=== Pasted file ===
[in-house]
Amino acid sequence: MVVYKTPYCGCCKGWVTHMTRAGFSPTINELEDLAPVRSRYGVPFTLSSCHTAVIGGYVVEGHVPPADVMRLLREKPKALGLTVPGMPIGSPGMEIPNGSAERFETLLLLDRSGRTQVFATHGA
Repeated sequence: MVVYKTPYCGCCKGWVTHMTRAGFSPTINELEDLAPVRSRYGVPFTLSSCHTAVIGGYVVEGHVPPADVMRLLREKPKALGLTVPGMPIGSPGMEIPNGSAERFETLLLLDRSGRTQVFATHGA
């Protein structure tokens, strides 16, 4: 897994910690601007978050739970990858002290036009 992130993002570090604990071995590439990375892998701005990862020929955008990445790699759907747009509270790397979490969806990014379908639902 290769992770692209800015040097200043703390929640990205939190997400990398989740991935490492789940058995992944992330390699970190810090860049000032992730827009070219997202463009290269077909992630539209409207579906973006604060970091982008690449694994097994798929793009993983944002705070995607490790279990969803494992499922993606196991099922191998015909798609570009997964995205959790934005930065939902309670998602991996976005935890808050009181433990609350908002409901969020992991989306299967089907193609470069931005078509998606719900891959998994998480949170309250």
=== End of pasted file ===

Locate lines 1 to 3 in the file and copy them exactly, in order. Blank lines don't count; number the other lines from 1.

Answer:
[in-house]
Amino acid sequence: MVVYKTPYCGCCKGWVTHMTRAGFSPTINELEDLAPVRSRYGVPFTLSSCHTAVIGGYVVEGHVPPADVMRLLREKPKALGLTVPGMPIGSPGMEIPNGSAERFETLLLLDRSGRTQVFATHGA
Repeated sequence: MVVYKTPYCGCCKGWVTHMTRAGFSPTINELEDLAPVRSRYGVPFTLSSCHTAVIGGYVVEGHVPPADVMRLLREKPKALGLTVPGMPIGSPGMEIPNGSAERFETLLLLDRSGRTQVFATHGA